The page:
Sen. Bob Corker (R-Tenn.) on Tuesday unexpectedly torched his party's process for crafting an Obamacare repeal bill behind closed doors."It's a very awkward process, at best," he told reporters. "There are no experts. There's no actuarials.... Typically, in a hearing, you'd have people coming in and you'd also have the media opining about if a hearing took place, and X came in and made comments."
Later today, the Congressional Budget Office will release its report on the final House Republican health care plan, which passed the lower chamber a few weeks ago. That CBO "score" will initiate a new round of policymaking in the Senate, where the chamber's health care working group -- 13 conservative white guys -- have been quietly crafting their own legislation.In fact, "quietly" is a polite way of describing the Senate process. Majority Leader Mitch McConnell (R-Ky.) has insisted on as much secrecy as he can muster, and he's made a deliberate decision to exclude all Senate Democrats -- 48% of the chamber, representing more than 50% of the country -- from the deliberations. (There is some irony to the fact that Donald Trump is looking for ways to force Democrats to the negotiating table, while GOP leaders block Dems from reaching that table.)Making matters quite a bit worse, one Republican senator shed new light on just how ridiculous his party's process has become. The HuffPost reported:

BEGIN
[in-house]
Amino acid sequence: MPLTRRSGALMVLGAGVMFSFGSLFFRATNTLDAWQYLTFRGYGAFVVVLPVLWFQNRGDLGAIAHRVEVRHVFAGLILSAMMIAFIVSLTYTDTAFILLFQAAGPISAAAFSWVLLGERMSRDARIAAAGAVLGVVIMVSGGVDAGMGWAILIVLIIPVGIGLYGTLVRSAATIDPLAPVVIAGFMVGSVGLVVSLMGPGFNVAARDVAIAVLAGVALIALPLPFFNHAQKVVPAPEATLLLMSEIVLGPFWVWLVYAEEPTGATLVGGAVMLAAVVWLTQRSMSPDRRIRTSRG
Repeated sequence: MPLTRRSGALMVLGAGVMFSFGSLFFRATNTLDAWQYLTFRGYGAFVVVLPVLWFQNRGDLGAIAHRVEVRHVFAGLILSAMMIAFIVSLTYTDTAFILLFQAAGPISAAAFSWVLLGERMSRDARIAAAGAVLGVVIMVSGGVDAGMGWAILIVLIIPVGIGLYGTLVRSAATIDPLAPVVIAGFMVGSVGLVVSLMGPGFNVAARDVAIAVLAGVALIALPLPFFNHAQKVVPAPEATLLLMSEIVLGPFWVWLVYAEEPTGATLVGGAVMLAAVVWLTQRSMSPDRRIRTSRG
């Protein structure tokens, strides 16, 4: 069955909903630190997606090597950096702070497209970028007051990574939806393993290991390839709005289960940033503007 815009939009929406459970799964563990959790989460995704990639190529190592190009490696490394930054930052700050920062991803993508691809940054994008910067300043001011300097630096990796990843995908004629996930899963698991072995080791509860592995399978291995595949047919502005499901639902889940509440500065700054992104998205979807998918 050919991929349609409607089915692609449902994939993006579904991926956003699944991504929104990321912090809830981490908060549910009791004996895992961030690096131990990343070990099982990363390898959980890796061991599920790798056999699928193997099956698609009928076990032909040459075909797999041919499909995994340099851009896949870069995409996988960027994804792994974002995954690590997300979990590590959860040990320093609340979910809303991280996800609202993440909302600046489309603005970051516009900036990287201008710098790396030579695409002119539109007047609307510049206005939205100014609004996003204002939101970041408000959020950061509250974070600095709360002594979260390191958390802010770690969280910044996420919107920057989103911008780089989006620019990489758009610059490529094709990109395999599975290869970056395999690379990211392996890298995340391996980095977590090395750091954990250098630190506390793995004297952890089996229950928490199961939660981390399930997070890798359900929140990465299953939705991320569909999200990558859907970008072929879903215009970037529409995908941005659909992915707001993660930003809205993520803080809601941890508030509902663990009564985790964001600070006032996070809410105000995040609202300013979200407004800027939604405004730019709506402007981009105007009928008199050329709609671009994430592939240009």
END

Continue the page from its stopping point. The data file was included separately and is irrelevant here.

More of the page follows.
The Tennessee Republican reportedly added that a public process generally helps "shape policy."Imagine that.By one account, the GOP's health care working group did receive some information yesterday from actuaries, but the discussion was held behind closed doors, and only the 13 Republican members of the working group were allowed to participate in the discussion.Not to put too fine a point on this, but the GOP's approach isn't how legislating in the United States is supposed to work. What Bob Corker described is a great example of a post-policy party -- trying to write a bill in the dark with little to no input from subject-matter experts, authorities, or stakeholders -- but it's a pretty ridiculous way to craft life-or-death legislation affecting one-sixth of the world's largest economy.Perhaps Republican lawmakers need a refresher. When writing legislation of this significance, senators are supposed to schedule hearings, invite knowledgeable witnesses, listen to testimony, host bipartisan debate, and welcome scrutiny from the public and the media in an open process. It's a little something civics nerds might call "American legislating."For all the talk about Donald Trump's antics being at odds with the political norms of the United States, it's worth pausing to remember that his pals on Capitol Hill made a right turn at normal quite a while ago, and they're not looking back.